In July 2011, South Sudan gained independence from Sudan and became Africa’s newest country. This is what it was like to be a journalist, white and from South African at that moment
Brief: As the Open Society Foundation’s South African foreign policy correspondent I am expected to travel to South Sudan to bear witness to the birth of Africa’s 54th state, where, particularly, I must perceive Pretoria’s attitude towards Juba, and vice versa. In preparation I attend a round table discussion at which South Africa’s former ambassador to the United Nations cautions diplomats of the future Government of South Sudan (or Goss) to “be wary of those who love you more than you love yourselves”, and to “avoid making our mistake, which was to promise too much.”
Airport: A basaltic runway bristling with anti-aircraft guns, and here’s the white whale again: UNHAS’ vast Ilyushin IL-76 multipurpose airlifter. In the tea room-sized terminal (the new one has not been completed in time), an enterprising man with teeth like fossils hawks a “Bye-bye Bashir” T-shirt. Another of his shirts, channelling the Jay-Z hit, gloats: “I got 99 problems, but a Bashir ain’t one.”
The new highway: Four kilometres of newly laid double carriageway connects Juba to the airport. The donated streetlights and the photovoltaic panels meant to power these lie beside the road, still to be erected. A succulent with pretty pink flowers has been planted in the central island, forming a tape of pink that links the unfinished airport to Africa’s newest capital. Hotel: A former governor’s residence now operated as a hotel by an expatriate South African couple, both formerly with the Food and Agriculture Organization of the United Nations. All the world’s media are in the bar, gassing along to a programme on Discovery called World’s Lost Tribes. The big Al Jazeera cameraman doubles over when a bearded Papua New Guinean wearing nothing but a penis gourd says, “I save my pigs, I save my children, but my house is gone.” Bar: The hotel owner, DeeDee, says, “It happens, you know. I don’t like talking about it but the syndrome is real enough. People who stay here more than a few months get cynical. We call it Juba jaded. JJ’d.”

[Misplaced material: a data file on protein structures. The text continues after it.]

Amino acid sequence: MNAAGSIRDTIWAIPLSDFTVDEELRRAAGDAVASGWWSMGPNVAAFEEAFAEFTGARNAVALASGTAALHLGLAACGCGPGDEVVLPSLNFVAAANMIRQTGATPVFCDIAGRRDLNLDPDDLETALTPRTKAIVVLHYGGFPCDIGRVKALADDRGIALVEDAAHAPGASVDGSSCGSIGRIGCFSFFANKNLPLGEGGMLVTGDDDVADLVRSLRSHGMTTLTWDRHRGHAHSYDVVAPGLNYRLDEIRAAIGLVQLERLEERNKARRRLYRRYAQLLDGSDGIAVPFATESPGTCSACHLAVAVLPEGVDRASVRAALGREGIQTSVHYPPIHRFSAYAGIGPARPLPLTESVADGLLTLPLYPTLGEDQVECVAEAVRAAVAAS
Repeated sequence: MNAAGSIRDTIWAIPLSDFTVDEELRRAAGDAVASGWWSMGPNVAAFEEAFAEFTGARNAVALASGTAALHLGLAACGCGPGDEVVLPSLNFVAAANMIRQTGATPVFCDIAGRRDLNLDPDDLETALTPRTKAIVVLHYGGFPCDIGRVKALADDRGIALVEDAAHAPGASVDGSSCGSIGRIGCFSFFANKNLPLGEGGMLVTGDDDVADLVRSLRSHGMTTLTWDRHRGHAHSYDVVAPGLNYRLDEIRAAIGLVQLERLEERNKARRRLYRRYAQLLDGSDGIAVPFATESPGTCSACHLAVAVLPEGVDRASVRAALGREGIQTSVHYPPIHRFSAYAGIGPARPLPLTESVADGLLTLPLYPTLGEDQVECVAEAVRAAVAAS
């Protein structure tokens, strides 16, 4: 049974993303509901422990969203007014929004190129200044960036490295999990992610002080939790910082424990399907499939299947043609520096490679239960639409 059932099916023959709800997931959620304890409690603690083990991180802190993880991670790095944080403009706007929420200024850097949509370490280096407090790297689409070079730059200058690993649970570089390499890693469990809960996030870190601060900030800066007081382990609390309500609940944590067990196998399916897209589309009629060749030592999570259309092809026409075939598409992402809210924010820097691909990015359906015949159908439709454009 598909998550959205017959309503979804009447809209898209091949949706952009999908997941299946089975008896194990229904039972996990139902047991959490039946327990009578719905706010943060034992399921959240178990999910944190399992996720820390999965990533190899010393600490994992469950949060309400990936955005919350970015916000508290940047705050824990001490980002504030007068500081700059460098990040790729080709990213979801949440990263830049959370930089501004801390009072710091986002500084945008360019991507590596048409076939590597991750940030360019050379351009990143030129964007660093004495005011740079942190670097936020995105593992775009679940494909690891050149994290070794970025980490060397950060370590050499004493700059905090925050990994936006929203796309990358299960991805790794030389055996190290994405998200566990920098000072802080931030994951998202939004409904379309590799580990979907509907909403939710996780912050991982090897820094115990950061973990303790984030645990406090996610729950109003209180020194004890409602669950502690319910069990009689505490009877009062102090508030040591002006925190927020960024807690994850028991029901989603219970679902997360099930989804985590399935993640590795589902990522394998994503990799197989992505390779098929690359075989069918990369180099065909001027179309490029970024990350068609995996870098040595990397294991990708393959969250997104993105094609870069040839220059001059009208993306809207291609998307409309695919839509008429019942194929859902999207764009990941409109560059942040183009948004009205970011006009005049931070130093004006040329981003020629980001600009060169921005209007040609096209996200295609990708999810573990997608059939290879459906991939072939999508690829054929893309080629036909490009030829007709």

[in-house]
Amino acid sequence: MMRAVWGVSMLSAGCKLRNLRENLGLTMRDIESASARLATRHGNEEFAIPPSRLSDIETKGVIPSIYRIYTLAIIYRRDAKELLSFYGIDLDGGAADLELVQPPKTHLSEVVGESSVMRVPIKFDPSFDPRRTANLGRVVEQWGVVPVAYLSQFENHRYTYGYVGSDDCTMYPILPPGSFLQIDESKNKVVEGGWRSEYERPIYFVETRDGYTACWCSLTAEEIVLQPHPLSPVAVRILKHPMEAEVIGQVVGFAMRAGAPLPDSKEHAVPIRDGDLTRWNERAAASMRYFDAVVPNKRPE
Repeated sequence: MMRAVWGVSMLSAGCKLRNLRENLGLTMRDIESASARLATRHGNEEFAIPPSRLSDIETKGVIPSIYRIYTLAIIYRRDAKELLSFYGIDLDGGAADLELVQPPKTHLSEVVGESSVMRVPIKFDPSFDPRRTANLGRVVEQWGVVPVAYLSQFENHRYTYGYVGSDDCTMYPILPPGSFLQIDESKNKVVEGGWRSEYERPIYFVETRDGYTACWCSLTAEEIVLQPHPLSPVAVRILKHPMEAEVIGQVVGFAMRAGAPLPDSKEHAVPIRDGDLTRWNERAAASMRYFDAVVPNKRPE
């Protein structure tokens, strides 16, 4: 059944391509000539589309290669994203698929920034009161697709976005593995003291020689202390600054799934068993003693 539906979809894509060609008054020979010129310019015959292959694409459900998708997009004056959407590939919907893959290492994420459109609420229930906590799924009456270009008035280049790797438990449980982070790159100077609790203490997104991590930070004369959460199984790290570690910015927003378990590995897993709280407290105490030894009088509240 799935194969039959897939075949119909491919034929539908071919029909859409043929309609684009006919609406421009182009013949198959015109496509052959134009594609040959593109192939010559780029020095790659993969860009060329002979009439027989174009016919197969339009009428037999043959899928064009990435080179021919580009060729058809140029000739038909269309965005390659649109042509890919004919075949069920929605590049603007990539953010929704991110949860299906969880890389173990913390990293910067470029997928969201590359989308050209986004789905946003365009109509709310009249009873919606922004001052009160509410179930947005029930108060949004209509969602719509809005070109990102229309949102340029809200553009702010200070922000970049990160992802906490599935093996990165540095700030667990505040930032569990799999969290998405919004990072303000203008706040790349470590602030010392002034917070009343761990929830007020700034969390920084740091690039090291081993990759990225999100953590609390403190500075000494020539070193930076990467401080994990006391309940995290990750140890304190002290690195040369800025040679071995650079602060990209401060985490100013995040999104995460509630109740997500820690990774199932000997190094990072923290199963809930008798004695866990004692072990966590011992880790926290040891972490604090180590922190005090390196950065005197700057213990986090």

Room: Cockerels and airplanes. And mosquitoes and the faintest kiss of rain. Then all out Congolese kwassa kwassa from the neighbouring nightclub, which is owned by the giant NBA star Deng. Deng who? It is actually possible to Google this on generator-powered broadband. Consulate: South Africa’s chargé d’affaires arrives 15 minutes late for our meeting, inspects the shoes of the guard in the guardhouse, and then orders him out for ice: “Quickly man, we have a lot to do today.” In his air-conditioned office he reveals fascinating details about South African government support of Salvar Kiir’s provisional government. “We got it wrong in Burundi, where we spent billions on reconstruction and development for no meaningful return—not this time,” he says, tapping a finger on a newspaper report about the planned expansion of the South African Breweries plant, which, like the solitary jebel on the outskirts of town, towers over Juba’s huts and shanties.
Be wary of those who love you more than you love yourselves
Work: I write the story in the foyer of the Beijing Juba Hotel and send it in, cc’ing Pretoria because, well, their man in Juba was just a little too forthright, and I must guard my government relationships carefully. In the dusty parking lot outside the hastily built hotel there is a single palm tree, made of metal and painted blue. Independence eve: A sign that reads “Swiss Ambassador” has been taped to the door of my room. The receptionist says there isn’t nearly enough hotel accommodation in Juba to absorb the dignitaries who are flying in, so I’ve been moved to a room in a construction yard managed by Zimbabwean expatriates who refer to themselves as Rhodies (after Rhodesia, the overthrown white supremacist state). They celebrate independence eve inside their compound walls by drawing swastikas on each others’ nipples and asking me questions like, “have you ever welded a bushcat” (had sex with an African woman). I spend many hours dancing in a field miles outside the walls of the construction yard.
Independence Day: Woken by a call from the chargé d’affaire, who has only just read the by now published story. Incoherent with anger, he demands that I present myself at the consulate, where he accuses me of being a liar, and exactly the sort of thing that is wrong with South African journalism. I play the digital recording of our meeting back at him. “Get out,” he hisses. Stopping by Logali House for a much-needed beer I SMS an account of the extraordinary meeting to my wife, ending the message with a slur against the chargé d’affaire. The phone pings in response. It is the chargé d’affaire.
“Your sentiments are noted.” The new highway: In the course of the Independence Day celebrations all the solar panels meant to power the street lights have been stolen. The succulents are still there, though; their bright chewing gum flowers hold the carriageway together. Adenium obesum, the desert rose, chosen, the taxi driver tells me, because they are native, and grow here regardless of neglect, or help.